To identify children in need of extra help. Then the question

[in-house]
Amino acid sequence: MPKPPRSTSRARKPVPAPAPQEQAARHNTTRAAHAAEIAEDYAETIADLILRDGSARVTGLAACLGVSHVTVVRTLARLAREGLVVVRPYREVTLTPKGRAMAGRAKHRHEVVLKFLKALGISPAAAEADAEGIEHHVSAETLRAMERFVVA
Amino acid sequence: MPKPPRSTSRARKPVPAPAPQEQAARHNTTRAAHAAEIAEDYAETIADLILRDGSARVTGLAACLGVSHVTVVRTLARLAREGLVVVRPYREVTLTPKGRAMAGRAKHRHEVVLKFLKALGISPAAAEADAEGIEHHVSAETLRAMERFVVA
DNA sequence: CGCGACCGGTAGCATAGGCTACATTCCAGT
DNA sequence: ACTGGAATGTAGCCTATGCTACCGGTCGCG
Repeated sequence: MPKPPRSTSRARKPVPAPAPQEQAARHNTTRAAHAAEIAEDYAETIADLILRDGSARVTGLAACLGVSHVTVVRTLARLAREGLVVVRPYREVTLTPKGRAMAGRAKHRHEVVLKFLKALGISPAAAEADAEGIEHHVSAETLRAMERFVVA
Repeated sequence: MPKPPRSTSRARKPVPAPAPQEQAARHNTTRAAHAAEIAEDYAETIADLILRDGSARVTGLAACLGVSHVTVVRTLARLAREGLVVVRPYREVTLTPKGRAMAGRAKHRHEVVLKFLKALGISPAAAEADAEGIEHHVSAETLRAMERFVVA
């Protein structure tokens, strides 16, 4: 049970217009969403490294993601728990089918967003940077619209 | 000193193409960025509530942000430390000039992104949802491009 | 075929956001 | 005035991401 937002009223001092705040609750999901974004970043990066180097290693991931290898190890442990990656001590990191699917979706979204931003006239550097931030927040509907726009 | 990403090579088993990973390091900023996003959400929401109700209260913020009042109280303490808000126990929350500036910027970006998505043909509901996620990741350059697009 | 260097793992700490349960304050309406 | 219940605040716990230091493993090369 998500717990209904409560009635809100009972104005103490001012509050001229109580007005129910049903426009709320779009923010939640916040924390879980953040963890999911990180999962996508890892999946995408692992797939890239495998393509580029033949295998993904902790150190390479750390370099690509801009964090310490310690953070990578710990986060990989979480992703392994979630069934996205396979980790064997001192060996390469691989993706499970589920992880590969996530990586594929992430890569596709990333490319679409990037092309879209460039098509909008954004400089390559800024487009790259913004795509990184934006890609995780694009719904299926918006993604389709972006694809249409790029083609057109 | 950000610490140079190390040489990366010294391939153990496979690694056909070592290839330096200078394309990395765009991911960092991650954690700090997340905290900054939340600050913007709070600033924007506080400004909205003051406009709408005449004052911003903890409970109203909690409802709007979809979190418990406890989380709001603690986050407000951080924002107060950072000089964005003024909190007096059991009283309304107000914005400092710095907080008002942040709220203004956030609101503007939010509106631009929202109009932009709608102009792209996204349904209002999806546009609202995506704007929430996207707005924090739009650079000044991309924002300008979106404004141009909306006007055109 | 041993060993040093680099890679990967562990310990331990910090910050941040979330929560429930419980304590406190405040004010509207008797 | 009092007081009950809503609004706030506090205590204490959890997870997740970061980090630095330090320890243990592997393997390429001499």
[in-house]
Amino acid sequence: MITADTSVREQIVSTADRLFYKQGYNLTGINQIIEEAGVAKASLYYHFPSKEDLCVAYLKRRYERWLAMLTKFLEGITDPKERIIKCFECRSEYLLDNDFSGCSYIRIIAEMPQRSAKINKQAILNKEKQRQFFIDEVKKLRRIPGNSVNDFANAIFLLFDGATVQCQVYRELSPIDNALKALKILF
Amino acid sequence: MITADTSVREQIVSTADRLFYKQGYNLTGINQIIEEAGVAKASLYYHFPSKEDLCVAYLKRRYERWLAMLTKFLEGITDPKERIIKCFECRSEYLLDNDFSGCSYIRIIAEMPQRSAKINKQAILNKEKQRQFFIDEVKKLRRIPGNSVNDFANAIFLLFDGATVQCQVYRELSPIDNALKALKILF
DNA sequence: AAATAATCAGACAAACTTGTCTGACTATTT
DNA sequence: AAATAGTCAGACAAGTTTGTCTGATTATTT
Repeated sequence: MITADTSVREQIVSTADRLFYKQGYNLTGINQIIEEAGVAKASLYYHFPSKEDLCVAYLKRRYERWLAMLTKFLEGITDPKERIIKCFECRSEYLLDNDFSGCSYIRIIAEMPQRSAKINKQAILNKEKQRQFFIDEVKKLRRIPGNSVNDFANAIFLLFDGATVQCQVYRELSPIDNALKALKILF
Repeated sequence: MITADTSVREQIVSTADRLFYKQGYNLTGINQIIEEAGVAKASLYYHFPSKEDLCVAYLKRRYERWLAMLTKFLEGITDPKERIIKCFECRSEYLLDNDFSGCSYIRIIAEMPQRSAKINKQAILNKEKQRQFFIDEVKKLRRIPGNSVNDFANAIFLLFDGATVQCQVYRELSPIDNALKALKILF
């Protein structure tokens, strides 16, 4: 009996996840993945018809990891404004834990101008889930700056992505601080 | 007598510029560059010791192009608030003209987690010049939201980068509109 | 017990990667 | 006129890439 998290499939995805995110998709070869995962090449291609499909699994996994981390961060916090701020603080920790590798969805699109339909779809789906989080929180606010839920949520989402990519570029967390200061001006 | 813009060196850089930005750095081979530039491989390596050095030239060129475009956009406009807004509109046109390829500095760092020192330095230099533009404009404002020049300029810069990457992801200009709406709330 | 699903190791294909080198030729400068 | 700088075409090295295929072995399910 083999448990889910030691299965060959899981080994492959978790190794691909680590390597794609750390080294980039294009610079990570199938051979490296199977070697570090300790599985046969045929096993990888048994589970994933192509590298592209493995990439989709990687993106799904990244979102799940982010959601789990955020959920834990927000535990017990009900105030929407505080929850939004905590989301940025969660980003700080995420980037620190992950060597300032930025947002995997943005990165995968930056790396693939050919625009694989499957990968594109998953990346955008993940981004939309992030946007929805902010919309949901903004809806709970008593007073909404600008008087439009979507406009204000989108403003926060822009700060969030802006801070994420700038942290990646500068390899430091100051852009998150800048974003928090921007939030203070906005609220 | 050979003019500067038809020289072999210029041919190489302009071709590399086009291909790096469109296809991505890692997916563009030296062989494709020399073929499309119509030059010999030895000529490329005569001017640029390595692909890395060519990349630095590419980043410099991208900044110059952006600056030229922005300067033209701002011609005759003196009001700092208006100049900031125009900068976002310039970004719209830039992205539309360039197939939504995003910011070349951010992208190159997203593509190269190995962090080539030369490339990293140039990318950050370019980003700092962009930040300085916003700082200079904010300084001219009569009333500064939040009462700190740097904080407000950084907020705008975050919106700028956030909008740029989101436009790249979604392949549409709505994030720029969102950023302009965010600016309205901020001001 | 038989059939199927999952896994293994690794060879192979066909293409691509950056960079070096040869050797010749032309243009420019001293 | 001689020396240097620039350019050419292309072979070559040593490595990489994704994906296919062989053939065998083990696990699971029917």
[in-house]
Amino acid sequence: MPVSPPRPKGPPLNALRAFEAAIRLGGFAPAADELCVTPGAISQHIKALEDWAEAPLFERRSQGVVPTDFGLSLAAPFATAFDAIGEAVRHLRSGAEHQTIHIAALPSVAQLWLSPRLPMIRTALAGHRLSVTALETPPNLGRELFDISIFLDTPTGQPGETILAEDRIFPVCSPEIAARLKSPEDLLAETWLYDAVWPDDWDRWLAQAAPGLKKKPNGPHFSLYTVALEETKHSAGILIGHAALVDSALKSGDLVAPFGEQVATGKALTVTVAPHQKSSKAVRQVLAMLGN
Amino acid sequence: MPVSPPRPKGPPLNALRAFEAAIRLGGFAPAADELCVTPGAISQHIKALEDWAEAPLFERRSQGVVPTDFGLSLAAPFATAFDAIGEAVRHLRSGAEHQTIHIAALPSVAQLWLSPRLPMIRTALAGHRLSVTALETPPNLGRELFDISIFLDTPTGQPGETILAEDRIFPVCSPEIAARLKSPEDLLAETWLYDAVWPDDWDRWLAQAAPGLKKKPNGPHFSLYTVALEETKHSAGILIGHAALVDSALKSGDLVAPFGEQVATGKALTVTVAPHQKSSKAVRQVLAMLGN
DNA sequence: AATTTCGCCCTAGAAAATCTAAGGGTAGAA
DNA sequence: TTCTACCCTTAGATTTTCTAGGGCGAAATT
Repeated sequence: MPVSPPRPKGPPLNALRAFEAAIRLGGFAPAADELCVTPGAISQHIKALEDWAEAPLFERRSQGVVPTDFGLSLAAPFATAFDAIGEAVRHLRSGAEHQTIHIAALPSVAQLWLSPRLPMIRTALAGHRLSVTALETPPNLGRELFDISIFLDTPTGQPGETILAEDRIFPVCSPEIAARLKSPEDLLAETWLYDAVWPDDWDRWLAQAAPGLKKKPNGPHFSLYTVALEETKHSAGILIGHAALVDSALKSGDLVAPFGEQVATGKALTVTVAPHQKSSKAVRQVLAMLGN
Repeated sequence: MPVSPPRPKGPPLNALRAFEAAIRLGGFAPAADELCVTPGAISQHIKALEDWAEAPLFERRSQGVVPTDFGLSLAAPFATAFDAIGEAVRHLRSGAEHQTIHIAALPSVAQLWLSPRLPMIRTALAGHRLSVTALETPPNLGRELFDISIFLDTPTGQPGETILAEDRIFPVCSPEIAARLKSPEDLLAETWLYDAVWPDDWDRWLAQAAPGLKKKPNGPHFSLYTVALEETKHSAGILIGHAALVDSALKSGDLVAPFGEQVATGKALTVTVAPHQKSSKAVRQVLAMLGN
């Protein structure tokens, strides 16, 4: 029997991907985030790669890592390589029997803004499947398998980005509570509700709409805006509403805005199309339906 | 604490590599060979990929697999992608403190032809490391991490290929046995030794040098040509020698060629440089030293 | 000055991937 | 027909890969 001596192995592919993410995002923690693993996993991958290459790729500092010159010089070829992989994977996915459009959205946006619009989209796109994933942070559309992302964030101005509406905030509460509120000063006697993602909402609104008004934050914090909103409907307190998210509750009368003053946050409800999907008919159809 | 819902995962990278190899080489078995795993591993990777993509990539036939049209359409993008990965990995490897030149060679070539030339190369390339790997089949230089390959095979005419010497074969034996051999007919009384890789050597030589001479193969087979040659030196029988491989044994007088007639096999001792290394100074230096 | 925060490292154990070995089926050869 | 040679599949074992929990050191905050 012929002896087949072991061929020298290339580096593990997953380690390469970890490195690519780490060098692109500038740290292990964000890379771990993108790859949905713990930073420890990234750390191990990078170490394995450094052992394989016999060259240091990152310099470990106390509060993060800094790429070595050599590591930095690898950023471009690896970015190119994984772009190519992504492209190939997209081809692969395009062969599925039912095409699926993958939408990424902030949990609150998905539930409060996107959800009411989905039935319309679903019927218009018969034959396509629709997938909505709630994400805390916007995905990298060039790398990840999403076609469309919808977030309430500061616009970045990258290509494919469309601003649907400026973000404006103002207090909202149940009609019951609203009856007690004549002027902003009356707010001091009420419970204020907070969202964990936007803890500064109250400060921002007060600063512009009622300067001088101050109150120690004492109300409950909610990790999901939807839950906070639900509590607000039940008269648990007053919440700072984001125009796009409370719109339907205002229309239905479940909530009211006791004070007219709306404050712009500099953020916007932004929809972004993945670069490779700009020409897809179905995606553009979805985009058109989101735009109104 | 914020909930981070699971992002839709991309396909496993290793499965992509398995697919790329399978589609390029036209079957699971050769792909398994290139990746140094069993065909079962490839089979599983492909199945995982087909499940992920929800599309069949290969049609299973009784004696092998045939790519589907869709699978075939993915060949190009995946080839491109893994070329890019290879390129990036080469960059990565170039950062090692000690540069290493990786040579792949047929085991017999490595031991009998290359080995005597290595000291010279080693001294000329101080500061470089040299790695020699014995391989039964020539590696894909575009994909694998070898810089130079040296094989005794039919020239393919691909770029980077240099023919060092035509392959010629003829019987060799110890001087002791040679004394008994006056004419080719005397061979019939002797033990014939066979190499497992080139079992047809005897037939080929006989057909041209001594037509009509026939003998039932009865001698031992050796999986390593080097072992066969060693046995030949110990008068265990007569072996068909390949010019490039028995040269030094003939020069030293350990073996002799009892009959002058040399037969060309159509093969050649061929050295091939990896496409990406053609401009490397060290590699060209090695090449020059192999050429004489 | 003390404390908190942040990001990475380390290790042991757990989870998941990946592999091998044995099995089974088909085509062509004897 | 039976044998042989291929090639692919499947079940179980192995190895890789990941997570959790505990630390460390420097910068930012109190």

To identify children in need of extra help. Then the question becomes to what extent the child experiences difficulties with language function in everyday life; this may depend not only on the nature, number and severity of P144 Peptide molecular weight impairments in language and other systems, but also on the environment and any adjustments made to counteract the impairment. The World Health Organization’s International Classification of Functioning, Disability and Health–Children and Youth (ICF-CY) framework [20] is consistent with such an approach. In an effort to improve consensus in this area we adopted the Delphi technique [21], taking as our initial model the approach used by Greenhalgh and colleagues [22]. We decided to undertake two Delphi exercises; the first to consider the criteria that would be used to identify children in need of extra specialist help, and the second to address terminological issues. This paper reports on the first of these. The Delphi is a consensus-building order Bay 41-4109 method that has key features that distinguish it from the other main approach that has been used, which is to gather experts together to discuss issues, either at a conference, or in a series of meetings: 1. The process goes through a series of cycles. In each cycle, a panel of experts is presented with a set of statements to rate, and feedback is then given that shows how each individual’s ratings compare with whole distribution. Items can then be dropped or modified in relation to the feedback, before the next cycle. This process is repeated until either consensus is obtained, or it is clear no consensus is possible. 2. As well a quantitative ratings, open ended comments can be included at the rating stage and fed back to all panel members. This way, panel members can attempt to influence the consensus by giving justification for their ratings. 3. The process is anonymised. This means everyone gets a chance to have their views taken into account, without senior individuals or forceful personalities dominating. 4. The Delphi can be run online. It does not require that everyone is in the same place at the same time; this facilitates international collaboration and gives people time to respond as they find convenient. Note that, although quantitative ratings are used in the Delphi process, it is not equivalent to a simple voting system, because it incorporates interaction and engagement between panel members. It necessarily involves judgement, particularly at the stage between cycles when decisions are made to modify or drop items. The basis for doing this is to improve the likelihood of agreement in the subsequent round.PLOS ONE | DOI:10.1371/journal.pone.0158753 July 8,3 /Identifying Language Impairments in ChildrenMaterials and Methods Identification of panel membersSelection of an expert panel is a key part of any Delphi exercise, and has been a topic of some debate in the literature [23]. It is important to have panel members who are committed to the project, have credibility, and are heterogeneous enough to represent the range of stakeholders who have an interest in results. In determining panel membership, key questions arose as to the scope of the exercise: in terms of what we aimed to achieve, and whether our focus would be national, multinational or multilingual. In terms of the goal of the exercise, our focus was on those children who would traditionally be regarded as having specific language impairment (SLI), i.e. those with severe and persistent language difficultie.To identify children in need of extra help. Then the question becomes to what extent the child experiences difficulties with language function in everyday life; this may depend not only on the nature, number and severity of impairments in language and other systems, but also on the environment and any adjustments made to counteract the impairment. The World Health Organization’s International Classification of Functioning, Disability and Health–Children and Youth (ICF-CY) framework [20] is consistent with such an approach. In an effort to improve consensus in this area we adopted the Delphi technique [21], taking as our initial model the approach used by Greenhalgh and colleagues [22]. We decided to undertake two Delphi exercises; the first to consider the criteria that would be used to identify children in need of extra specialist help, and the second to address terminological issues. This paper reports on the first of these. The Delphi is a consensus-building method that has key features that distinguish it from the other main approach that has been used, which is to gather experts together to discuss issues, either at a conference, or in a series of meetings: 1. The process goes through a series of cycles. In each cycle, a panel of experts is presented with a set of statements to rate, and feedback is then given that shows how each individual’s ratings compare with whole distribution. Items can then be dropped or modified in relation to the feedback, before the next cycle. This process is repeated until either consensus is obtained, or it is clear no consensus is possible. 2. As well a quantitative ratings, open ended comments can be included at the rating stage and fed back to all panel members. This way, panel members can attempt to influence the consensus by giving justification for their ratings. 3. The process is anonymised. This means everyone gets a chance to have their views taken into account, without senior individuals or forceful personalities dominating. 4. The Delphi can be run online. It does not require that everyone is in the same place at the same time; this facilitates international collaboration and gives people time to respond as they find convenient. Note that, although quantitative ratings are used in the Delphi process, it is not equivalent to a simple voting system, because it incorporates interaction and engagement between panel members. It necessarily involves judgement, particularly at the stage between cycles when decisions are made to modify or drop items. The basis for doing this is to improve the likelihood of agreement in the subsequent round.PLOS ONE | DOI:10.1371/journal.pone.0158753 July 8,3 /Identifying Language Impairments in ChildrenMaterials and Methods Identification of panel membersSelection of an expert panel is a key part of any Delphi exercise, and has been a topic of some debate in the literature [23]. It is important to have panel members who are committed to the project, have credibility, and are heterogeneous enough to represent the range of stakeholders who have an interest in results. In determining panel membership, key questions arose as to the scope of the exercise: in terms of what we aimed to achieve, and whether our focus would be national, multinational or multilingual. In terms of the goal of the exercise, our focus was on those children who would traditionally be regarded as having specific language impairment (SLI), i.e. those with severe and persistent language difficultie.